Having previously released through a number of labels, Half Free is coming out via 4AD. How are you finding working with them so far?
Oh, great: they’re like family already. (Laughs) They strike the right balance between business and, you know, just passion. It’s a good label and it’s the right fit for me.
This is your fifth album but, presumably, some people will be discovering U.S. Girls for the first time through Half Free. Do you think it functions as a good introduction?
Yeah, I think so. I think someone hearing this wouldn’t be too shocked by my earlier stuff. You know, it’s different but there’s still evidence of my earlier songs in there. But, yeah, people keep calling it my debut. (Laughs) I don’t care, it’s fine.
It’s a really diverse album. Was that the goal?
I think that’s just how it came out and so I left it that way, instead of trying to make it something where everything matched up. I’m interested in collage and I like lots of different kinds of music, so it’s just a natural thing for me to mix it up.
Was there a song that paved the way for the rest of Half Free?
I think it was the EP I did before this, called Free Advice Column, which I made with Onakabazien who made a few of the beats for Half Free. Working in a more beat-based way, and writing lyrics over that, was a really inspiring process which led to he and I making more beats. ‘Damn That Valley’ was the first track made for this record, and that was a beat that Onakabazien had that he used to rap over live. I always loved it, so when he shelved it, I said, “Can I have it?”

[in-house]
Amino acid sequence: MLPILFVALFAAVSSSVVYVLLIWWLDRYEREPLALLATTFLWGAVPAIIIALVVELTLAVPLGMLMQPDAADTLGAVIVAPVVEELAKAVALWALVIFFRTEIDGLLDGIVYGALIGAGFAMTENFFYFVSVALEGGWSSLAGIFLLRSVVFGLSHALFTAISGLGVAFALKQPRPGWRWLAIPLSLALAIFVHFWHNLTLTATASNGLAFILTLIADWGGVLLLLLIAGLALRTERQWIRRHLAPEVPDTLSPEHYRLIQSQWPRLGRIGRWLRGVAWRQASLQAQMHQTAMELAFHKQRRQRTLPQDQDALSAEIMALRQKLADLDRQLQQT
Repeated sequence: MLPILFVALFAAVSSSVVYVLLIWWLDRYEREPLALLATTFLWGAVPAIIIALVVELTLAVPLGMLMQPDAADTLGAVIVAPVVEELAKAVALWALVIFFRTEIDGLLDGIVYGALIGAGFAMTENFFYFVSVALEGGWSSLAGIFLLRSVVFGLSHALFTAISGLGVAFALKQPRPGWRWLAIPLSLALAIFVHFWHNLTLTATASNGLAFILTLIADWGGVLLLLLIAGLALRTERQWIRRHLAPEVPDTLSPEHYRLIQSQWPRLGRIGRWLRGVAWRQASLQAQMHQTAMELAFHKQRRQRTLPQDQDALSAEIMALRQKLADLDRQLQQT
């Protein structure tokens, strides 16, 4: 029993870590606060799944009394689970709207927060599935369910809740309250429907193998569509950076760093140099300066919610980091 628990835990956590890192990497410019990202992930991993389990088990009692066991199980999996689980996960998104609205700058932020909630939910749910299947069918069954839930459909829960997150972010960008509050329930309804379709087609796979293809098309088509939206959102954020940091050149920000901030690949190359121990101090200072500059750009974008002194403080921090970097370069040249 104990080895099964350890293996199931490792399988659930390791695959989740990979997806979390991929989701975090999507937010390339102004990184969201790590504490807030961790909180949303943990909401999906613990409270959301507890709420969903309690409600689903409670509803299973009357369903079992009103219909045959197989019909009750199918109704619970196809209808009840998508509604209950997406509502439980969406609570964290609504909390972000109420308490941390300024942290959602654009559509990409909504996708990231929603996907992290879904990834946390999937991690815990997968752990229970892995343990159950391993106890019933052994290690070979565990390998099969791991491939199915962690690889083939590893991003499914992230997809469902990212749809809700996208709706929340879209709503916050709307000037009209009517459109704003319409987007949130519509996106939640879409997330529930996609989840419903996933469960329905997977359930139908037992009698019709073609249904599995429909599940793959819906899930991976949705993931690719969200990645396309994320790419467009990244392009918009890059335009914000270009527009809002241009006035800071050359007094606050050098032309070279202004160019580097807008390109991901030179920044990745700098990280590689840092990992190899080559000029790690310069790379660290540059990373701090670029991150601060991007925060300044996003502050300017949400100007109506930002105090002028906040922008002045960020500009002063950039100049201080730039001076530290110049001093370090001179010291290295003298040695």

‘Damn That Valley’ is written from the perspective of a widow, right? Where did the inspiration come from?
This book called ‘War’ by Sebastian Junger, that’s an account of soldiers being stationed with the army in the Korengal Valley in Afghanistan. There are these stations in the valley, and where you’re at the bottom of the valley in the wide open, you’re very susceptible to people hiding in the hills shooting you. So the soldiers came up with the phrase “damn the valley”, and they would write it on the tanks, or on their helmets, or get it tattooed, and that phrase just really stuck with me.
As per your previous records, these songs are very much rooted in the female experience; most notably on ‘Woman’s Work’. What was the inspiration behind that song?
That came from thinking about people’s obsession with ageing, and how I think that usually it stems from some sort of fear of death. All the cosmetics and creams and all of that, you know? We say it’s about not wanting to wrinkle and wanting to stay beautiful, but I think deep down people are scared of dying and they’re trying to delay it as long as possible. And there’s the almost science fiction aspect of plastic surgery, with people who are taking it so far where they don’t even look human anymore. It’s very surreal and very sad but it also makes sense. In this day and age, nothing surprises me anymore
Do you feel privy to those pressures too?
I mean, I feel them as a consumer in terms of the type of adverts I’m faced with, and the image of a woman that I’m constantly bombarded with. But me, personally, as a somewhat public figure? It’s minimal. Because it’s false. (Laughs)
‘Window Shades’ is partly inspired by Katy Perry’s documentary ‘Part Of Me’, right?